Metabolomic Biomarkers of Prostate Cancer: Prediction, Diagnosis, Progression, Prognosis, and Recurrence
Author(s)Kelly, R. S.; Giovannucci, E.; Mucci, L. A.; Vander Heiden, Matthew G.
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Metabolite profiling is being increasing employed in the study of prostate cancer as a means of identifying predictive, diagnostic, and prognostic biomarkers. This review provides a summary and critique of the current literature. Thirty-three human case-control studies of prostate cancer exploring disease prediction, diagnosis, progression, or treatment response were identified. All but one demonstrated the ability of metabolite profiling to distinguish cancer from benign, tumor aggressiveness, cases who recurred, and those who responded well to therapy. In the subset of studies where biomarker discriminatory ability was quantified, high AUCs were reported that would potentially outperform the current gold standards in diagnosis, prognosis, and disease recurrence, including PSA testing. There were substantial similarities between the metabolites and the associated pathways reported as significant by independent studies, and important roles for abnormal cell growth, intensive cell proliferation, and dysregulation of lipid metabolism were highlighted. The weight of the evidence therefore suggests metabolic alterations specific to prostate carcinogenesis and progression that may represent potential metabolic biomarkers. However, replication and validation of the most promising biomarkers is currently lacking and a number of outstanding methodologic issues remain to be addressed to maximize the utility of metabolomics in the study of prostate cancer.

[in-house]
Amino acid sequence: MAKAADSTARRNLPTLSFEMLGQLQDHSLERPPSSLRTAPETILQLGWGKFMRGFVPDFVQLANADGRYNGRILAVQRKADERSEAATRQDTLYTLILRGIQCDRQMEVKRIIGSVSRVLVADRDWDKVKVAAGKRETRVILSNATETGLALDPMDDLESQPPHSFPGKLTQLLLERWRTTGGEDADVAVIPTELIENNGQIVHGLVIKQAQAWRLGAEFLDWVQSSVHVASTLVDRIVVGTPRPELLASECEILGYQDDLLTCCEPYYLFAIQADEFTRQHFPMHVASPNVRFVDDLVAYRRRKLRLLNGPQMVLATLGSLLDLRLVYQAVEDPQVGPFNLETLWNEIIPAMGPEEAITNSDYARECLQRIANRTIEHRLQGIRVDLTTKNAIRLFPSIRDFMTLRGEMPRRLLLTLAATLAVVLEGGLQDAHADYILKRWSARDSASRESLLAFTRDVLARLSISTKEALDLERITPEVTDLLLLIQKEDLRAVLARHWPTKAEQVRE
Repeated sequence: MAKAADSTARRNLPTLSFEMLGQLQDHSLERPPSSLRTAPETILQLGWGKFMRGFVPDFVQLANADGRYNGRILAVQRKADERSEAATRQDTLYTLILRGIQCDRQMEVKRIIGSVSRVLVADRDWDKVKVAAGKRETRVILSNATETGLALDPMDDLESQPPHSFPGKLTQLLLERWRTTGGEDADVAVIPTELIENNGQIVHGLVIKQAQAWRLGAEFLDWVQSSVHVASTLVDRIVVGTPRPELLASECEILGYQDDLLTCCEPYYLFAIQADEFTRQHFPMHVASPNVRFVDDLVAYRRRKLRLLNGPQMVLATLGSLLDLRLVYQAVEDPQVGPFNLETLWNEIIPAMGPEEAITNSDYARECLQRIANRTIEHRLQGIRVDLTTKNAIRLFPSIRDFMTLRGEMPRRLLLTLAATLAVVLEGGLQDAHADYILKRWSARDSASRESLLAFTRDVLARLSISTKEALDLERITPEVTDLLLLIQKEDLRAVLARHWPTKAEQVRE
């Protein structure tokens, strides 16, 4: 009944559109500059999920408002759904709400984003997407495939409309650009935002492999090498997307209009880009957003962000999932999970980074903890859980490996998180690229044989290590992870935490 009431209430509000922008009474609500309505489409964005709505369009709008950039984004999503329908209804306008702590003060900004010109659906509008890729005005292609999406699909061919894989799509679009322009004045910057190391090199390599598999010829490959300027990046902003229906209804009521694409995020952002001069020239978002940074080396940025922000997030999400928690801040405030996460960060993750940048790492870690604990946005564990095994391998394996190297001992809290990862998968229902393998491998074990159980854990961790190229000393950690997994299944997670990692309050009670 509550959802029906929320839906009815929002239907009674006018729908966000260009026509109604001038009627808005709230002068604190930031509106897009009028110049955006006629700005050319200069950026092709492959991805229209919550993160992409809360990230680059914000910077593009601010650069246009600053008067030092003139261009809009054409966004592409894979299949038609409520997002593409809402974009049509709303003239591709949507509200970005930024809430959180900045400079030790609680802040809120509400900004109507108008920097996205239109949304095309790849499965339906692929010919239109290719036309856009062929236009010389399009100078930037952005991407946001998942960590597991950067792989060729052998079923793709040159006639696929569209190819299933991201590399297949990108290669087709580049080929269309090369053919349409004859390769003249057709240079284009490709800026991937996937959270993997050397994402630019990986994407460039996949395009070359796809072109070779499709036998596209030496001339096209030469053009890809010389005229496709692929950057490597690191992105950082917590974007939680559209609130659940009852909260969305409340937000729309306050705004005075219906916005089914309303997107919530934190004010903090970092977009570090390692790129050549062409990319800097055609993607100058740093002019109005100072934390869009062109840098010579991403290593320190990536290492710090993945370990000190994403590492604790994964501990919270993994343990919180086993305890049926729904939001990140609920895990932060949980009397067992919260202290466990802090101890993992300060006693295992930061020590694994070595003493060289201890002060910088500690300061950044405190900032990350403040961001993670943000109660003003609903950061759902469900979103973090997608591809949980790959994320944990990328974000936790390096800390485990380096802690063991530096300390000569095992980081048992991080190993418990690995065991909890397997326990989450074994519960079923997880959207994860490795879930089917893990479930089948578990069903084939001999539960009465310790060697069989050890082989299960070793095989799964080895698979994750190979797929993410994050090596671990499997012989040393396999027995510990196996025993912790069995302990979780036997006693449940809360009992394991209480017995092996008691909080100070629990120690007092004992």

DepartmentDavid H. Koch Institute for Integrative Cancer Research at MIT
Cancer Epidemiology Biomarkers & Prevention
American Association for Cancer Research (AACR)
Kelly, R. S. et al “Metabolomic Biomarkers of Prostate Cancer: Prediction, Diagnosis, Progression, Prognosis, and Recurrence.” Cancer Epidemiology Biomarkers & Prevention 25, 6 (April 2016): 887–906 © 2016 American Association for Cancer Research
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